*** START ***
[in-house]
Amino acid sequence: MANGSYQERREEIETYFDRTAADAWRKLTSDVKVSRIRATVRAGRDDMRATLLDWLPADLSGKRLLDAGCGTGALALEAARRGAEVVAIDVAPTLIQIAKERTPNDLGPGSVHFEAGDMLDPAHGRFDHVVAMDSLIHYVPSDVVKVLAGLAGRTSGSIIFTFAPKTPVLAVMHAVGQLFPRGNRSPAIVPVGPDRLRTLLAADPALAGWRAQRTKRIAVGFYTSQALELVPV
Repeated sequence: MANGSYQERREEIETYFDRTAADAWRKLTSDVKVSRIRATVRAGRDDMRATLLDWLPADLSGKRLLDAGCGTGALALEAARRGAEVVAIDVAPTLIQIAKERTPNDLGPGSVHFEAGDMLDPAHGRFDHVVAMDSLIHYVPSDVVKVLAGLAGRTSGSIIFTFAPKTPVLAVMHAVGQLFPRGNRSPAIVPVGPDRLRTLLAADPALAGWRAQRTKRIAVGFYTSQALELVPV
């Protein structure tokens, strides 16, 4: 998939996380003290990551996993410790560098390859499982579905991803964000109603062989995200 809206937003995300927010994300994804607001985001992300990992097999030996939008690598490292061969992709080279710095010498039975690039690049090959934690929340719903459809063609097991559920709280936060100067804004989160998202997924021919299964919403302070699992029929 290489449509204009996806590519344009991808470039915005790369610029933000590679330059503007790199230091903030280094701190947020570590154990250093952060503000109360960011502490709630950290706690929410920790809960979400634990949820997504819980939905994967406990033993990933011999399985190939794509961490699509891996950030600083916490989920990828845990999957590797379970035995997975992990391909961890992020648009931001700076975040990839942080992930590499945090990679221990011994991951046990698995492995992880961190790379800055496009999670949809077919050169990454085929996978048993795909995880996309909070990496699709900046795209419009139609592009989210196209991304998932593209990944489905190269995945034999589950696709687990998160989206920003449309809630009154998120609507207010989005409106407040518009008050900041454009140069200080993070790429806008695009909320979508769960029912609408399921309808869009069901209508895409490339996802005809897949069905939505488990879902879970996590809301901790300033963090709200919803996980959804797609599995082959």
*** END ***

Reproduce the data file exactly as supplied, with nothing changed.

[in-house]
Amino acid sequence: MANGSYQERREEIETYFDRTAADAWRKLTSDVKVSRIRATVRAGRDDMRATLLDWLPADLSGKRLLDAGCGTGALALEAARRGAEVVAIDVAPTLIQIAKERTPNDLGPGSVHFEAGDMLDPAHGRFDHVVAMDSLIHYVPSDVVKVLAGLAGRTSGSIIFTFAPKTPVLAVMHAVGQLFPRGNRSPAIVPVGPDRLRTLLAADPALAGWRAQRTKRIAVGFYTSQALELVPV
Repeated sequence: MANGSYQERREEIETYFDRTAADAWRKLTSDVKVSRIRATVRAGRDDMRATLLDWLPADLSGKRLLDAGCGTGALALEAARRGAEVVAIDVAPTLIQIAKERTPNDLGPGSVHFEAGDMLDPAHGRFDHVVAMDSLIHYVPSDVVKVLAGLAGRTSGSIIFTFAPKTPVLAVMHAVGQLFPRGNRSPAIVPVGPDRLRTLLAADPALAGWRAQRTKRIAVGFYTSQALELVPV
């Protein structure tokens, strides 16, 4: 998939996380003290990551996993410790560098390859499982579905991803964000109603062989995200 809206937003995300927010994300994804607001985001992300990992097999030996939008690598490292061969992709080279710095010498039975690039690049090959934690929340719903459809063609097991559920709280936060100067804004989160998202997924021919299964919403302070699992029929 290489449509204009996806590519344009991808470039915005790369610029933000590679330059503007790199230091903030280094701190947020570590154990250093952060503000109360960011502490709630950290706690929410920790809960979400634990949820997504819980939905994967406990033993990933011999399985190939794509961490699509891996950030600083916490989920990828845990999957590797379970035995997975992990391909961890992020648009931001700076975040990839942080992930590499945090990679221990011994991951046990698995492995992880961190790379800055496009999670949809077919050169990454085929996978048993795909995880996309909070990496699709900046795209419009139609592009989210196209991304998932593209990944489905190269995945034999589950696709687990998160989206920003449309809630009154998120609507207010989005409106407040518009008050900041454009140069200080993070790429806008695009909320979508769960029912609408399921309808869009069901209508895409490339996802005809897949069905939505488990879902879970996590809301901790300033963090709200919803996980959804797609599995082959």